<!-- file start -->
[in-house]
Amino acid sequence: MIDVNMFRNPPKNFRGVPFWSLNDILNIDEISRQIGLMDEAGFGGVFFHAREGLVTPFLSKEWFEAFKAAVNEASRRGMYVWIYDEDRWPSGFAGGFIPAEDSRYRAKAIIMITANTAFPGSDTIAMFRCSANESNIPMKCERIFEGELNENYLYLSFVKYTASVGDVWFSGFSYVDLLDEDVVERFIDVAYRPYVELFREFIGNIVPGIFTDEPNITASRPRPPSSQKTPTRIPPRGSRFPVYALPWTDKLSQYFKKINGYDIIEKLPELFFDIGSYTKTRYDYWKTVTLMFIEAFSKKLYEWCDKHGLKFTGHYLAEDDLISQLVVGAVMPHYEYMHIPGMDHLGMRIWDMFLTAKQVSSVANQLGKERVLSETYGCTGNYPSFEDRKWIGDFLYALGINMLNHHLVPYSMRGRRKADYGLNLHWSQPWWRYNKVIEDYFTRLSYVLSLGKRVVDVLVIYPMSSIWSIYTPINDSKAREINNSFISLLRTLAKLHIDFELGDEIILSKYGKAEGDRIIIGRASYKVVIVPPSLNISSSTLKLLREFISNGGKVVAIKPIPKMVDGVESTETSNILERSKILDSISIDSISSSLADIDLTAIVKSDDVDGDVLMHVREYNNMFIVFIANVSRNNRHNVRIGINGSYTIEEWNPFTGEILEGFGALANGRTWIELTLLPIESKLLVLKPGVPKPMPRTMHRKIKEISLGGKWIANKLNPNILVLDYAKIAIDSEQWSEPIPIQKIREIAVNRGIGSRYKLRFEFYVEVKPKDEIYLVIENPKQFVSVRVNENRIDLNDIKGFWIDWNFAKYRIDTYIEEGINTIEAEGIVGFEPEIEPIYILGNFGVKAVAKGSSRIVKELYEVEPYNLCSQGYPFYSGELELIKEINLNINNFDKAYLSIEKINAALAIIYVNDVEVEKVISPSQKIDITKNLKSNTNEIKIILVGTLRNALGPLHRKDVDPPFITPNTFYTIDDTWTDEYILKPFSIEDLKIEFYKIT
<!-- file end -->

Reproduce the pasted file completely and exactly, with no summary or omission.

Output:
[in-house]
Amino acid sequence: MIDVNMFRNPPKNFRGVPFWSLNDILNIDEISRQIGLMDEAGFGGVFFHAREGLVTPFLSKEWFEAFKAAVNEASRRGMYVWIYDEDRWPSGFAGGFIPAEDSRYRAKAIIMITANTAFPGSDTIAMFRCSANESNIPMKCERIFEGELNENYLYLSFVKYTASVGDVWFSGFSYVDLLDEDVVERFIDVAYRPYVELFREFIGNIVPGIFTDEPNITASRPRPPSSQKTPTRIPPRGSRFPVYALPWTDKLSQYFKKINGYDIIEKLPELFFDIGSYTKTRYDYWKTVTLMFIEAFSKKLYEWCDKHGLKFTGHYLAEDDLISQLVVGAVMPHYEYMHIPGMDHLGMRIWDMFLTAKQVSSVANQLGKERVLSETYGCTGNYPSFEDRKWIGDFLYALGINMLNHHLVPYSMRGRRKADYGLNLHWSQPWWRYNKVIEDYFTRLSYVLSLGKRVVDVLVIYPMSSIWSIYTPINDSKAREINNSFISLLRTLAKLHIDFELGDEIILSKYGKAEGDRIIIGRASYKVVIVPPSLNISSSTLKLLREFISNGGKVVAIKPIPKMVDGVESTETSNILERSKILDSISIDSISSSLADIDLTAIVKSDDVDGDVLMHVREYNNMFIVFIANVSRNNRHNVRIGINGSYTIEEWNPFTGEILEGFGALANGRTWIELTLLPIESKLLVLKPGVPKPMPRTMHRKIKEISLGGKWIANKLNPNILVLDYAKIAIDSEQWSEPIPIQKIREIAVNRGIGSRYKLRFEFYVEVKPKDEIYLVIENPKQFVSVRVNENRIDLNDIKGFWIDWNFAKYRIDTYIEEGINTIEAEGIVGFEPEIEPIYILGNFGVKAVAKGSSRIVKELYEVEPYNLCSQGYPFYSGELELIKEINLNINNFDKAYLSIEKINAALAIIYVNDVEVEKVISPSQKIDITKNLKSNTNEIKIILVGTLRNALGPLHRKDVDPPFITPNTFYTIDDTWTDEYILKPFSIEDLKIEFYKIT